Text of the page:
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Mexico's Political Parties

Political Parties Mexico

In 2000 the color of the PRI's logo became a major issue. It is red, white, and green -- the colors of the national flag. This caused opposition candidates to fear that the less educated or uninformed voters would be confused and just "vote the flag," giving away votes for the PRI. The PRI dominated Mexico's de facto one-party political system for decades, from the 1930's to the 1990's.

Mexico currently has about a dozen political parties, many of which come and go. This may seem like a lot until one realizes that even the US has far more parties than the Democrats and Republicans. In Mexico, as in the US, only a few of these groups are real political players and merit a mention.

Mexico was a single-party state until in the late 1980's, when party competition began to emerge at the local levels of government. Democracy in Mexico spread from cities to states, and then finally to the national level with the victory of PAN candidate Vincente Fox in 2000. The transition was consolidated with the victory of PAN candidate Felipe Calderón in 2006, in a hotly contested election against the PRD candidate, Andrés Manuel López Obrador.

For all practical purposes, Mexico is a three party system.

PRI

PRI - the PRI, which stands for Partido Revolucionario Institucional (Institutional Revolutionary Party) ruled Mexico single-handedly for about 70 years. The roots of the PRI were indeed revolutionary and were embodied in the populist spirit of Lázaro Cárdenas, who was foremost in pushing Mexico down a path of economic nationalism, particularly with the nationalization of the petroleum industry and the creation of PEMEX, the mega state-run oil company that continues to be a symbol of Mexican sovereignty, independence and corruption. The PRI was founded on the back of unions, peasants, and the military, with the support of the middle sectors, who rejected the traditional power bases of the church, business groups, and the US State Department. The PRI, however, grew bloated and corrupt.

Indeed, corruption is today the term still most widely associated with PRI rule, particularly after the controversial presidency of Carlos Salinas de Gortari (1988-1994)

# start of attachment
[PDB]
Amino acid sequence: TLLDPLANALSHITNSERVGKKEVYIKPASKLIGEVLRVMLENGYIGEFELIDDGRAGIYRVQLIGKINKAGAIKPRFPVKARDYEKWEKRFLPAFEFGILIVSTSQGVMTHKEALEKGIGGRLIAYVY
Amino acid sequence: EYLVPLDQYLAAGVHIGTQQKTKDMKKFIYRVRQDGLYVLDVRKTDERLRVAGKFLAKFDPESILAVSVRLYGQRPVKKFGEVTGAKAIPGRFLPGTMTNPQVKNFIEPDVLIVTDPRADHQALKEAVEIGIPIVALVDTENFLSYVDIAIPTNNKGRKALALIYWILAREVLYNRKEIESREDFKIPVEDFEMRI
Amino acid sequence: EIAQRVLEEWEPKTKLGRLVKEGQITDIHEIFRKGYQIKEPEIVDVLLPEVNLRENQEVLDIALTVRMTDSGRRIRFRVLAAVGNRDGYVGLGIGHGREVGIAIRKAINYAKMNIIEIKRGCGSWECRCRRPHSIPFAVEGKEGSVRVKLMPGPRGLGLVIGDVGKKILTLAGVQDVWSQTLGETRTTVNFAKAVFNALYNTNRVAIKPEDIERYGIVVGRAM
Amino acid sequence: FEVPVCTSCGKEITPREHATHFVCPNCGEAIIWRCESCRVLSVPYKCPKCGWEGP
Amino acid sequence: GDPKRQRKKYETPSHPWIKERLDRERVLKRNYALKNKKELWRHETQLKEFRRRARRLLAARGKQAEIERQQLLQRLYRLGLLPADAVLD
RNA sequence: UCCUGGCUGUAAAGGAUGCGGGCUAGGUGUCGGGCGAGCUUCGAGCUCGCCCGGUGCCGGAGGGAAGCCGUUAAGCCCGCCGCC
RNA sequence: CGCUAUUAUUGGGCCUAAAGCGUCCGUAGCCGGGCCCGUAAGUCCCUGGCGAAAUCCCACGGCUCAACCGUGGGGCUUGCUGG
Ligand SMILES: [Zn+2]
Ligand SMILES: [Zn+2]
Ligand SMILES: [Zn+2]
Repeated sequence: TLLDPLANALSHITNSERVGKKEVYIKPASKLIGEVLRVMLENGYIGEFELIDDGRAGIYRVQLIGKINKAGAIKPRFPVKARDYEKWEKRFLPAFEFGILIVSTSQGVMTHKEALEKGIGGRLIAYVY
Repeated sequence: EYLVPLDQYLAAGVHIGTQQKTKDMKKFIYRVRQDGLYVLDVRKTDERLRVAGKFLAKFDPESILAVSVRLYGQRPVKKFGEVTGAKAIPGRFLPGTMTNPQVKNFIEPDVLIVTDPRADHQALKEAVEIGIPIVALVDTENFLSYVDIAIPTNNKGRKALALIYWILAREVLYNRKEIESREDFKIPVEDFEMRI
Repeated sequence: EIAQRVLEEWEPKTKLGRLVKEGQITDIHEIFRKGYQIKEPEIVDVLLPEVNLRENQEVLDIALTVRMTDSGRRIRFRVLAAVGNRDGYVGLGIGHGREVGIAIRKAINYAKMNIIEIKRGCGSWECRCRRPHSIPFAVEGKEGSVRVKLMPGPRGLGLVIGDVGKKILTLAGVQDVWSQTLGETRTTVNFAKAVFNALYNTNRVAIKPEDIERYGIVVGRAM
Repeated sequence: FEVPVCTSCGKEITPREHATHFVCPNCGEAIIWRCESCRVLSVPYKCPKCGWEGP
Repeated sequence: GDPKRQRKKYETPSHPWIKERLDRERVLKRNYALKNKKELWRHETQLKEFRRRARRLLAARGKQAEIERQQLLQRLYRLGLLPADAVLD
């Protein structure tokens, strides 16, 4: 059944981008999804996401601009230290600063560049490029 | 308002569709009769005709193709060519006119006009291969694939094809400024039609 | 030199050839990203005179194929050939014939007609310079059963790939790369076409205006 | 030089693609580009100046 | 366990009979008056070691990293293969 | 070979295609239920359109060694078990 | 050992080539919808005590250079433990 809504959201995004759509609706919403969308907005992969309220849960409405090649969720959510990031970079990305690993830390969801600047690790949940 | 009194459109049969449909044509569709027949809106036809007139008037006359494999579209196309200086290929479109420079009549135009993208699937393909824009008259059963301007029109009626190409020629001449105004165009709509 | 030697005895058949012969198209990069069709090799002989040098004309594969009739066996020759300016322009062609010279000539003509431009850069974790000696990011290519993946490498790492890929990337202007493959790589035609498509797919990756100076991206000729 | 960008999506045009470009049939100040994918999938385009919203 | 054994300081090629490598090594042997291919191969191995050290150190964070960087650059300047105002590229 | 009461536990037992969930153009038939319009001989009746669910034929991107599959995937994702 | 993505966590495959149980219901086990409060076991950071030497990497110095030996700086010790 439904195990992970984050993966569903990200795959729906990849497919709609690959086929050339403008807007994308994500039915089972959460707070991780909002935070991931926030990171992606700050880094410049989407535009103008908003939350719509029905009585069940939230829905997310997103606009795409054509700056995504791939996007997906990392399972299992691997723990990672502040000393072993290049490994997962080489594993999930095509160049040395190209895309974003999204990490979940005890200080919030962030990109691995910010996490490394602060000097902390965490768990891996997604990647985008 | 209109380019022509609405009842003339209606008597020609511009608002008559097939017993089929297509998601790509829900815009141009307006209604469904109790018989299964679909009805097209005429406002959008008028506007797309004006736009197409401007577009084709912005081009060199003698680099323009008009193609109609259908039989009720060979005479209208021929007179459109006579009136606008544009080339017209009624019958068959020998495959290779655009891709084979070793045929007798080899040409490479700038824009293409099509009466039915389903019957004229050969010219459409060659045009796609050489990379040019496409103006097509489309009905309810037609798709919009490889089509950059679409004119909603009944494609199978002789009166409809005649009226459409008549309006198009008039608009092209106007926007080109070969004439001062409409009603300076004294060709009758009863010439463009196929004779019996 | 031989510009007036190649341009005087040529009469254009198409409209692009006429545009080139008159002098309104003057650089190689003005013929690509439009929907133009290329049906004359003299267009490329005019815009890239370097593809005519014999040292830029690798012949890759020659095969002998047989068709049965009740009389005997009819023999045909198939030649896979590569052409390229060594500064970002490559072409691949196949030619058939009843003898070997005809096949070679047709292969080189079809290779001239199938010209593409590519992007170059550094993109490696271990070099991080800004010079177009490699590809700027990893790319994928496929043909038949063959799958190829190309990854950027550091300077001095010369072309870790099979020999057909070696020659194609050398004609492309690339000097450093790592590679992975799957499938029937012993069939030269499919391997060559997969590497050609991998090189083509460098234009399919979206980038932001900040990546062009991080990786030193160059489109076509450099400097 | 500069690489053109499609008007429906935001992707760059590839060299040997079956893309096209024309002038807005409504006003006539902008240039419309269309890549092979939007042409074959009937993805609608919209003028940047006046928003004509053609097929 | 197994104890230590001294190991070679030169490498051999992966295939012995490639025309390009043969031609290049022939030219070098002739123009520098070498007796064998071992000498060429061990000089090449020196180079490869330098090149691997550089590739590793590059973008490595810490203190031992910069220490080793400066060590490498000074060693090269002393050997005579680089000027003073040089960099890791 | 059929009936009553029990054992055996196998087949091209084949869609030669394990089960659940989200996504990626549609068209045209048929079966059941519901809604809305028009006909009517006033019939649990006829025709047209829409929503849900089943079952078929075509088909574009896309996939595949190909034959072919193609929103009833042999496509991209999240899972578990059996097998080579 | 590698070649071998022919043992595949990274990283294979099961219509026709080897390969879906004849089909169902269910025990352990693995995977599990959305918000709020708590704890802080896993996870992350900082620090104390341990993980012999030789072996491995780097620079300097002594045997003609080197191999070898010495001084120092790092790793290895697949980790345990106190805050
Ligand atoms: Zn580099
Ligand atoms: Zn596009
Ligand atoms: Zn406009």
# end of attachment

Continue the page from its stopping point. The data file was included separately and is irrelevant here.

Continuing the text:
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With the loss of the presidency in 2000, the PRI was widely thought to have fallen apart. But to the surprise of most political scientists, the PRI has made a comeback. Today it remains well-represented in the national assembly, and the party holds many state governorships. The PRI is especially strong in the rural sectors, among unions, and in the "backward" southern states of the country, Guerreo among them.

PRD

PRD - Partido de la Revolución Democrática (Democratic Revolutionary Party) was born during the 1988 election when the left wing of the PRI split in protest to the selection of Carlos Salinas' party insiders for the next PRI presidential campaign (presumably assured of election into the next presidential administration). It was widely held to be the left's turn to have their choice be the next president. The PRD was quickly formed as the personal vehicle of the candidate of choice by the party's left wing, Chautemoc Cárdenas. He was the son of Mexico's famous populist leader and PRI luminary, Lázaro Cárdenas. He stood for election as a challenge to Salinas and all that he represented. The premise of the PRD was that the PRI had moved too far to the political right and had abandoned, if not betrayed, its revolutionary origins.

In the presidential contest of 1988, Cárdenas was widely believed to have won the election. The central election computers "went down" with Cárdenas well in the lead. When they returned, Salinas had opened a sizable lead. Since that election, the PRD has coalesced into a strong national party with a lineage of capable leaders.

The PRD is Mexico's liberal party, favoring nationalistic economic policies, a nominal preference for protecting and serving the poor, social liberalism, and, in particular, women's rights.

PAN

PAN - Partido Acción Nacional (the National Action Party) was the official opposition during the years of PRI domination and phony elections. The PRI held regular elections, in which they always controlled the outcome; however, they needed an opposition party to create the appearance of an election. The PAN served this function. In the 1980s, the PAN began to become a more strident contender, winning elections at the local level in the northern states, and creating pressure for the 1986 Electoral Reform Law which created an opening for competitive politics. The PAN is a traditional conservative party, favoring a competitive, market economy, religion, and "traditional" social values. Its base is in the north, particularly in Monterrey and the border region.

In the state of Guerrero, and especially in Acapulco, the PRI and the PRD predominate, while the PAN only polls about 3% in statewide polls.

Other Political Parties

PT - Partido del Trabajo - Worker's Party - a traditional socialist workers party. Some presence in Guerrero and Acapulco.

PVE - Partido Verde Ecologista de México - Mexico's Green party, but with problems with sticking to their green ideals. This is no Ralph Nader organization. It usually allies itself with the PRI.

CONV - Convergencia (the Convergence Party) - a loose knit party promoting democracy and national development. Some presence in Guerrero and Acapulco.

The other parties and contact information for all can be seen here.

IFE

IFE - Mexico's Federal Election Institute - for more information about Mexican politics and particularly voting and Mexico's transition to democracy, this is the first place you should stop.

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